Event organisers and local hoteliers also allege the Nürburgring demands event organisers place guests with the resort hotels as a condition of booking the track, an accusation flatly denied by our official source. "This is absolutely not true," we're told. "All of our customers are free to choose to stay wherever they like. It is true we offer all our customers a stay at the Lindner but if they choose not to this will absolutely not have an influence on track time."
Developers want more of this...
And Nürburgring Automotive says at peak periods there still aren't enough beds in the area and new, non-motorsport events like the Fisherman's Friend Strongman Run will bring in thousands of new punters to the benefit of all.
Caught between the need to pay back the government (80% of profits and a minimum of €12m a year from 2013) and turn a profit for the leaseholders every Euro counts too.
PHers and other weekend visitors might wince at increases in lap ticket prices reaching 26% but we've got it easy compared with the manufacturers' industry pool. An attempt by the Nürburgring to hike charges by a factor of 10 for the collective's 16-week block booking earned a flat refusal to pay. As it stands negotiations are ongoing with several threatening to go elsewhere.
...but claim tourist laps are safe
Were they getting it too cheaply? "Absolutely," says our Nürburgring spokesperson. "They were paying less per hour than it costs to rent the kart track ... but we're confident the industry pool will be at the Nürburgring in 2011."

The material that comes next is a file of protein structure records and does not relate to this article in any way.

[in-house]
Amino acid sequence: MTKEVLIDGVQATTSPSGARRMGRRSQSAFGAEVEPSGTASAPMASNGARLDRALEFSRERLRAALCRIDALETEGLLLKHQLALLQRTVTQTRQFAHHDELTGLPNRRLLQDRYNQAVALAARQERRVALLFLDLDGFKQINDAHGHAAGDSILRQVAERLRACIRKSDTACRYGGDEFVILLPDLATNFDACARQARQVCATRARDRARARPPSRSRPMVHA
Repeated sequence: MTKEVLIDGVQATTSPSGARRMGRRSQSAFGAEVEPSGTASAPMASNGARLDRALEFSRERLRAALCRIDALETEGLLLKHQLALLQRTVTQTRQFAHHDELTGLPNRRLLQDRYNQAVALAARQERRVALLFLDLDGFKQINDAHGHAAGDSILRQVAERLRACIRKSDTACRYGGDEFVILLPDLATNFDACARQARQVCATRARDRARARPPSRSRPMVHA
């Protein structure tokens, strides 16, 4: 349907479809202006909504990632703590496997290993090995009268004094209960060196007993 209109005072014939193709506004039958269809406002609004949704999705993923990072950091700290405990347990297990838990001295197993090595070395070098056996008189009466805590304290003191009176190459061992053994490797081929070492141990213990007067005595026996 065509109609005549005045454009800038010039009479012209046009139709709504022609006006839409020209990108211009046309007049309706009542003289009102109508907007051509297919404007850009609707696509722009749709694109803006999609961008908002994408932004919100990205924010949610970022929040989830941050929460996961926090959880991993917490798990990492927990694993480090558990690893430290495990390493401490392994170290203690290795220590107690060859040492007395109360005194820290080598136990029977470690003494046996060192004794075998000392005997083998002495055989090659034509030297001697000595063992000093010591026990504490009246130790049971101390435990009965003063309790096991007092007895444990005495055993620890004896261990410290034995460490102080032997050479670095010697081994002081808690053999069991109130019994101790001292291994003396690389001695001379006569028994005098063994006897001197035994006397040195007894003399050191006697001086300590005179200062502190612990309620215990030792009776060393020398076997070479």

Event organisers are also hurting. Take Scuderia Hanseat. This prestigious race school has been coming here since 1958 and has, over the years, included the likes of Stirling Moss among its instructors. Supercars that wouldn't dare mix with the riff-raff on public days are de-rigueur.
Exactly the sort of people you'd think Nürburgring Automotive would welcome with open arms. But even Scuderia Hanseat faces price rises and restrictions in track access that a source told us were "unacceptable" and, at the time of writing, has no dates fixed for 2011. Legal action is being considered.
RSR is undergoing a legal battle
But if the example of Ron Simons of long-established rental and instruction outfit RSR Nürburg is anything to go by Scuderia Hanseat shouldn't get its hopes up. Annoying the new management at the Nürburgring is a risky strategy and after challenging a number of alleged infractions against circuit rules Simons fought it out in the courts, only to lose and find himself, his cars and his employees banned from the circuit. An appeal is pending.
So could Save The Ring's darkest premonitions be true and the gates to the Nordschleife be locked? The Nürburgring says absolutely not.
Will local businesses be driven out...
"The Nordschleife and public driving is just so important for us!" says PH's source. "We are doing everything we can to keep the Nordschleife and tourist drives alive," a ker-ching from the barriers every time they let a car out onto the circuit almost audible in the background.
Things are, quite clearly, on a bit of a knife-edge. Though if you're planning a 'ring trip this year you're unlikely to notice much change, beyond steeper prices and greater competition for your Euro among the guest houses and the Lindner complex up at the GP track.
But as the 'ring makes the transition from a uniquely charming petrolheads' paradise into a more ruthless commercial enterprise the very things that have inspired such passion among the faithful will be marginalised.
...and will we be able to afford to play?
That famous outline of the circuit, a badge of honour worn by those initiated in the Nordschleife's fearsome and uniquely challenging tarmac, has now become a piece of branding, a symbol of a new age in which the 'ring caters to those with the deepest pockets, not simply the willingness to lay it on the line for a taste of motorsport glory washed down with a frothing glass of Bitburger.
Is the Save The Ring movement alarmist? Possibly, but it at least gives something for those passionate about the Nürburgring and all it stands for (or, perhaps, stood for) to rally around.